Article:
15. Jess

    While wholeheartedly in favor of cutting off TPP et al in the bud by not passing TPA, I have two questions which require somewhat of a crystal ball:

    What are the chances that the full text will actually be available for 60 days prior to the vote? Or will they hoodwink that, too?

    What might the chances be that if the full text is revealed (to the public), or if it is kept hidden and the continued secrecy becomes a sufficient issue, the bill itself might be defeated? I realize that such a scenario perches just about everything we hold dear on a precipice, but after all, it would be closed to election time, no? (Maybe Obama’s plan is to get credit from his masters for TPA and let the next prez be responsible/guilty for actual passage?)

    1. Lambert Strether

      I can’t imagine that a putatively “full text” will not be available. Though how we know it’s the full text is hard for me to see.

      What will not be available will be thing like side deals, and ancillary documentation like the “guidance document” that Sessions mention. In other words, all the impenetrable jargon will be available, but no means of penetrating it.

    2. craazyboy

      Which reminds me. How can you fund “displaced worker assistance” with Medicare funds. Can’t that one be killed off merely using Webster’s Dictionary?

  16. Jess

    On an unrelated note, just saw a headline that said a judge has ruled that there is sufficient probable cause to charge the cop who shot Tamir Rice with murder.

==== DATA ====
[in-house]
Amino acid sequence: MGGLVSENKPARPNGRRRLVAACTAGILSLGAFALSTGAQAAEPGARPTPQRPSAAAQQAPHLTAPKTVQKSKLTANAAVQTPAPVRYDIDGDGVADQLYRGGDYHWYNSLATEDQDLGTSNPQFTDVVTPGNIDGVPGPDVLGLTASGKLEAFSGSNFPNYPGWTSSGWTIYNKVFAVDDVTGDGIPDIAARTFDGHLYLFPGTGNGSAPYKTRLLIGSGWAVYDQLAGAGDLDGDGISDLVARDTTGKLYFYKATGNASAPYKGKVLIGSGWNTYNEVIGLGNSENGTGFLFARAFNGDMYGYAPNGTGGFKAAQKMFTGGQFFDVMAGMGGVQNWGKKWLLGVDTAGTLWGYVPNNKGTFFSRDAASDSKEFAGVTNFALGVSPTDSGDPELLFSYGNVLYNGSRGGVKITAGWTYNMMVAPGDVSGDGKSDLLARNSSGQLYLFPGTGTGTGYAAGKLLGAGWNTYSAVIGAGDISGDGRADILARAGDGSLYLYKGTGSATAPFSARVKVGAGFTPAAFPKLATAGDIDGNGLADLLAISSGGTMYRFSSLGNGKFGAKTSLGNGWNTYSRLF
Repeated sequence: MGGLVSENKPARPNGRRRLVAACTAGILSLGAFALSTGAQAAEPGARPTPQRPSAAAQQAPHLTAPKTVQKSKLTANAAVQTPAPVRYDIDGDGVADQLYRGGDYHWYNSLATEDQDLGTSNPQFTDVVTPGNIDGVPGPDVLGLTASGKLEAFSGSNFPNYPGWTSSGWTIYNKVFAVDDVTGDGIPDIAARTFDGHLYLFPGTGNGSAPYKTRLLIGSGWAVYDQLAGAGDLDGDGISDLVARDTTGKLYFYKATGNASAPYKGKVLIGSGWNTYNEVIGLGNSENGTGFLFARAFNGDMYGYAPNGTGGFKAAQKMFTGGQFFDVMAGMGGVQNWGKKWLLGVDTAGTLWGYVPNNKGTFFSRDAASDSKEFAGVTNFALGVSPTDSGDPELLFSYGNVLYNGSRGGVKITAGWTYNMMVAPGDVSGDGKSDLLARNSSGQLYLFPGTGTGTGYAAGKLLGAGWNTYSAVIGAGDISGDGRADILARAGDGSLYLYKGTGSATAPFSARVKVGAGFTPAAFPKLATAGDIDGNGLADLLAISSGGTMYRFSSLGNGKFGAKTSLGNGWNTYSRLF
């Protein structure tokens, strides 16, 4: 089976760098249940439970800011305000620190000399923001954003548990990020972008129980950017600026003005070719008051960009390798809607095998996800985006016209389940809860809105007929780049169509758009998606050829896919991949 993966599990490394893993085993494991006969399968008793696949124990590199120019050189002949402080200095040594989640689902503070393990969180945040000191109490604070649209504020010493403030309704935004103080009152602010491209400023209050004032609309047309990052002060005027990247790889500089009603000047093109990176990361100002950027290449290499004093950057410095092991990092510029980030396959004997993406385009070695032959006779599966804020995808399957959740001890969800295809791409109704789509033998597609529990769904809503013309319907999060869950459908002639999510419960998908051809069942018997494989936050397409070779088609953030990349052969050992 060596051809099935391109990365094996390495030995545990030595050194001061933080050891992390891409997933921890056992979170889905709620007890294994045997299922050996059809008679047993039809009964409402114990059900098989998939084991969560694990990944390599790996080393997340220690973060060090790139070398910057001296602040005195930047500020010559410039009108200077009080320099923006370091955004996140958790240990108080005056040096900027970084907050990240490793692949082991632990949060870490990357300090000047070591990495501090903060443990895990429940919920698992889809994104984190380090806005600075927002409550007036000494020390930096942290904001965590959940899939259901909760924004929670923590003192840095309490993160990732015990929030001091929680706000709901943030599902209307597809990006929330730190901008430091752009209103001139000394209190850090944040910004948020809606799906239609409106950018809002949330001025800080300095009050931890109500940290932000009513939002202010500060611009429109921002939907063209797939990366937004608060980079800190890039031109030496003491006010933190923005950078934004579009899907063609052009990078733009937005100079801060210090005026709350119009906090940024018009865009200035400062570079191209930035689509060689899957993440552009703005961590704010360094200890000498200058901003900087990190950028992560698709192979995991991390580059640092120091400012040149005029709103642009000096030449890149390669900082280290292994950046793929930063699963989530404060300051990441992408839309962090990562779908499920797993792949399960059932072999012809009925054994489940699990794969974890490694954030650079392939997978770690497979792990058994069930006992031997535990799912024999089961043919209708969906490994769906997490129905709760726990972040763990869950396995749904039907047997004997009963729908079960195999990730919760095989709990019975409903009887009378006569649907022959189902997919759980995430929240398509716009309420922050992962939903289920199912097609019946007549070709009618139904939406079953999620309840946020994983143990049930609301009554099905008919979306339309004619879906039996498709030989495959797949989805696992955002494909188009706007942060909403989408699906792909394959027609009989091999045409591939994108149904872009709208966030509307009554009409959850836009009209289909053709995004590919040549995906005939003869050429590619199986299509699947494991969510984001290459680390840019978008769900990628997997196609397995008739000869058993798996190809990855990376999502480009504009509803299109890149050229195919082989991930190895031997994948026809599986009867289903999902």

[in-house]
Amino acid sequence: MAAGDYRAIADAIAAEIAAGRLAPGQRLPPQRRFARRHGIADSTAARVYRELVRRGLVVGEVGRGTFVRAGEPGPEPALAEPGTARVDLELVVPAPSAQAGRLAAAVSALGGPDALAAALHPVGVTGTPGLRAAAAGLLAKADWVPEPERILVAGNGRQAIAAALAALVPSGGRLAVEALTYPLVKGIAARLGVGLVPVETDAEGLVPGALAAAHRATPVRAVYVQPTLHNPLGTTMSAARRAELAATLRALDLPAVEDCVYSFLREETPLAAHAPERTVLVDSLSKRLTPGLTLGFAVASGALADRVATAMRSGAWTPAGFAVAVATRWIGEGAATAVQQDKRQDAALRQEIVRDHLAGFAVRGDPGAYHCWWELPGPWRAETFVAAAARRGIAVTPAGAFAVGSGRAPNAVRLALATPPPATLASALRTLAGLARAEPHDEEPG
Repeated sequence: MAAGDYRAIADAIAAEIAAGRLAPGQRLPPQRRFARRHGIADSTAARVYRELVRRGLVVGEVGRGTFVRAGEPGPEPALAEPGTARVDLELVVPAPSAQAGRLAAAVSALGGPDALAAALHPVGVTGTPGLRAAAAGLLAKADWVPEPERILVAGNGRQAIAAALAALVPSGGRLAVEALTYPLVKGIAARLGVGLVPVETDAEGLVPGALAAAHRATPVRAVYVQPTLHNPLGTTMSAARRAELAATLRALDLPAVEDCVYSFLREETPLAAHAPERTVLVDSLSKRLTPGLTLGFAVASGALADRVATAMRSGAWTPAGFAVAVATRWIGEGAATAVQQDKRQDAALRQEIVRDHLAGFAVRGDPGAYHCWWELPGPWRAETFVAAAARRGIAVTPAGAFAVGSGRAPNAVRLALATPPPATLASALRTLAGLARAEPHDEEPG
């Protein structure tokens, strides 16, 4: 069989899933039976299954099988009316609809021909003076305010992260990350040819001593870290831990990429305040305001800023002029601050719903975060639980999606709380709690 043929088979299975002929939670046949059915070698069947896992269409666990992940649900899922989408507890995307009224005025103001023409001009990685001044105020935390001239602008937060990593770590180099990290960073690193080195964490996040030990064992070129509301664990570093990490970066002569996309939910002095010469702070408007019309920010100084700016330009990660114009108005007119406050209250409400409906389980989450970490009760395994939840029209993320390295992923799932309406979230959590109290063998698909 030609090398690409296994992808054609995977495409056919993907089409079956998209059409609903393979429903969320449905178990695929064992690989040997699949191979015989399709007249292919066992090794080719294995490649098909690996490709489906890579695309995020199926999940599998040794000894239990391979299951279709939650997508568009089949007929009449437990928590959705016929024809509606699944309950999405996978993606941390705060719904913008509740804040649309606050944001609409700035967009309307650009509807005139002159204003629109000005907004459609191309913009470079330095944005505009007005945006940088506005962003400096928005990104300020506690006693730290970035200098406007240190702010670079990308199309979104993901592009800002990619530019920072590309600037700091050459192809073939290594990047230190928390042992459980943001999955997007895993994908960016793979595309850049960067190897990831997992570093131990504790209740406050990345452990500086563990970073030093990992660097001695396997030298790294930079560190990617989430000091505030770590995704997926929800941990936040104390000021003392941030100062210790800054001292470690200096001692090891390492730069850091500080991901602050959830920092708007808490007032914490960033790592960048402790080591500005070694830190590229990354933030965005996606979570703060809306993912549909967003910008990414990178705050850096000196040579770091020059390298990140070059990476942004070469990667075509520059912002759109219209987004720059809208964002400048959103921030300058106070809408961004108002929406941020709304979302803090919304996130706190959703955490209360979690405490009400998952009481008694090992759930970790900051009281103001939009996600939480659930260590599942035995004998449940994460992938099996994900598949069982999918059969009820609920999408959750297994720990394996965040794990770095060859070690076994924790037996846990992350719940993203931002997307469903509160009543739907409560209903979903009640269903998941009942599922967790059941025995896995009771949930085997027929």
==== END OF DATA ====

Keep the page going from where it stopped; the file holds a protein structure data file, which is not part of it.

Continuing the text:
17. Marianne Jones

    Comparing MERS in Saudi Arabia and South Korea

    Here’s an old article about tertiary MERS infections in Saudi Arabia. As of April 2014, there were only **2** known tertiary infections: http://www.businessinsider.com/what-is-mers-new-middle-east-coronavirus-2014-4

    Compare this to South Korea where 60-70% of the ~120 identified cases have been tertiary infections:

    The other interesting wrinkle is that most SA cases had renal and respiratory involvement, while SK has reported only 4% of cases with renal involvement.

    The SK MERS genome was mapped and assessed at 99% of the SA strain, so why such differences in transmission and presentation? Environmental? Genetic differences between Koreans and Saudi Arabians? Or perhaps that 1% difference in the MERS virus was a 1% difference in a viral sweet spot?

    1. Cujo359

      I’m in Smith’s district, and generally speaking I haven’t been a fan. He’s too often been a “pro-business Democrat” to suit my tastes. His statement on TPA/TPP is a good one, though. It talks about the effect TPP could have on labor, environment, and corporate power, the sort of red meat Democratic issues you’d expect someone from a blue district to be concerned about.

      1. nippersdad

        Very nice! That doesn’t look like something he could back away from easily. I wonder if Wyden is listening in from next door. I can’t wait to send some money to his primary opponent.

  18. Anonymous

    “Or indulge in kayfabe.” Just getting something off of my chest: Kayfabe is one of many terms that are often included here and offend me, not for their definitions, whatever they may be, but because they diminish the punch of the commentary by forcing me to try to figure out what you are saying.

    My two cents.

    1. Lambert Strether Post author

      We do need a metaphor for the political spectacle. There are two in general currency on the left: Kabuki (invented by Digby). This captures the theatrical aspect, and the black clad fixers capture corruption. IMNSHO, kayfabe (from professional wrestling) is superior. Definition: